From mobile phones to WiFi, the ability to communicate wirelessly is something we take for granted today. But these new technologies are all descendants of the crystal radio. Revolutionising battlefield communications in WW1, the crystal radio was the first truly wireless tech, turning electromagnetic phenomena in the air directly into electricity. 100 years on artist Julian Oliver recreates the experience for us with a modern twist…
Oliver’s exhibition searches the internet for the latest developments in warfare and transmits them through a newly created crystal radio set. The radio has unique audio textures which let us hear the transmissions just as the men in the trenches first would have – this is “the future battlefield heard through its past”.
Discussing his work, Oliver explored how the crystal radio was born out of a time of scientific openness, when various technologies confidently presented themselves outwardly; as social, extroverted objects. This is a machine which has its inner functionality exposed so we can see its workings – a stark contrast to the opacity of modern day communications technology such as the iPhone, whose workings are hidden from us.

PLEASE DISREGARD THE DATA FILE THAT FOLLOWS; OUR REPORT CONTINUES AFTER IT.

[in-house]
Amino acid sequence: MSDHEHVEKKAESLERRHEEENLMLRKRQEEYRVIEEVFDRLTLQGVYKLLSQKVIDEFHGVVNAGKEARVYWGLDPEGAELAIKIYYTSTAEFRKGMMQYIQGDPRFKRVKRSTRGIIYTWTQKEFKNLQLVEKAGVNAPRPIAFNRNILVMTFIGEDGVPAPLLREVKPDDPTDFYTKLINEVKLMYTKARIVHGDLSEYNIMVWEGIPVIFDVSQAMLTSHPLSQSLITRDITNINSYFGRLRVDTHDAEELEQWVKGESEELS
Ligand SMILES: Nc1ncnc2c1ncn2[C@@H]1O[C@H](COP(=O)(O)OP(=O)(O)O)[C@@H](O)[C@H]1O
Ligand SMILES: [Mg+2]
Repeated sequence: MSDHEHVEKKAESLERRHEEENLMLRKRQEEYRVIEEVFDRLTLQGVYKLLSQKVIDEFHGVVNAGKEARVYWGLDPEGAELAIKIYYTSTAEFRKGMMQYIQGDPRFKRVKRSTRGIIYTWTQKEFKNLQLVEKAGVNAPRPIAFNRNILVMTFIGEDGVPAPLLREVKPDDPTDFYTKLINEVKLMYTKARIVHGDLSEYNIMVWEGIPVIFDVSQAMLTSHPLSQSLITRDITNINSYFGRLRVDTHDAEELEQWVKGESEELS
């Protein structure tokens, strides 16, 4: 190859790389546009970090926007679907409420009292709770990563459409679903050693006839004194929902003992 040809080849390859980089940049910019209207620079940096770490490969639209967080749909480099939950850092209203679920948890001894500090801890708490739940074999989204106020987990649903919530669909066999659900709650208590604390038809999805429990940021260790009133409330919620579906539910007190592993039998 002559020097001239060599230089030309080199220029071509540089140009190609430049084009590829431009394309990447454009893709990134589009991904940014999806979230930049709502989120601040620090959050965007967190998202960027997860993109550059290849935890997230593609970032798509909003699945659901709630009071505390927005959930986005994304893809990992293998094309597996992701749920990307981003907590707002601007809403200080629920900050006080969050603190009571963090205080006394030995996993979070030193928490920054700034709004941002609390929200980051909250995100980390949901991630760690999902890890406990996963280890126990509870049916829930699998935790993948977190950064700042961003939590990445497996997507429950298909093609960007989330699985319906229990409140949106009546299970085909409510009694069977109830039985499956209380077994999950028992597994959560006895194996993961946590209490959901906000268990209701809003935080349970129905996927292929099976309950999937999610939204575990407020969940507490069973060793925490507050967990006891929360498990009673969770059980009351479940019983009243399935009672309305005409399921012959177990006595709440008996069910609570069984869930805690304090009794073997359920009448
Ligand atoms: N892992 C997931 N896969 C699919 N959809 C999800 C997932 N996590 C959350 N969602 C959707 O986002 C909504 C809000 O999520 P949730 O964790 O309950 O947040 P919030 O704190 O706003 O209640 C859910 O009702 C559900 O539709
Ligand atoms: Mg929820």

His hope is to encourage people to be able to understand tech as simply as we can understand why a flower blooms or how a bike works; that a creation like the crystal radio needs to be seen in its technological honesty.
This line of thought brought to mind the recent Oscar winning documentary Citizenfour, in which NSA whistle-blower Edward Snowden exposes the frightening extent our communications are monitored without our knowledge, taking the idea of technology as now opaque to us to a whole new level.
As you look upon the crystal radio, which flourished in war yet was honest and open in its workings, an exhibition like this is now startlingly relevant in the new war we seemingly face over communications privacy.
The Crystal Line exhibition will be in The Cube Gallery until the end of March
Make your own crystal radio set at our Workshop on Sat 14th March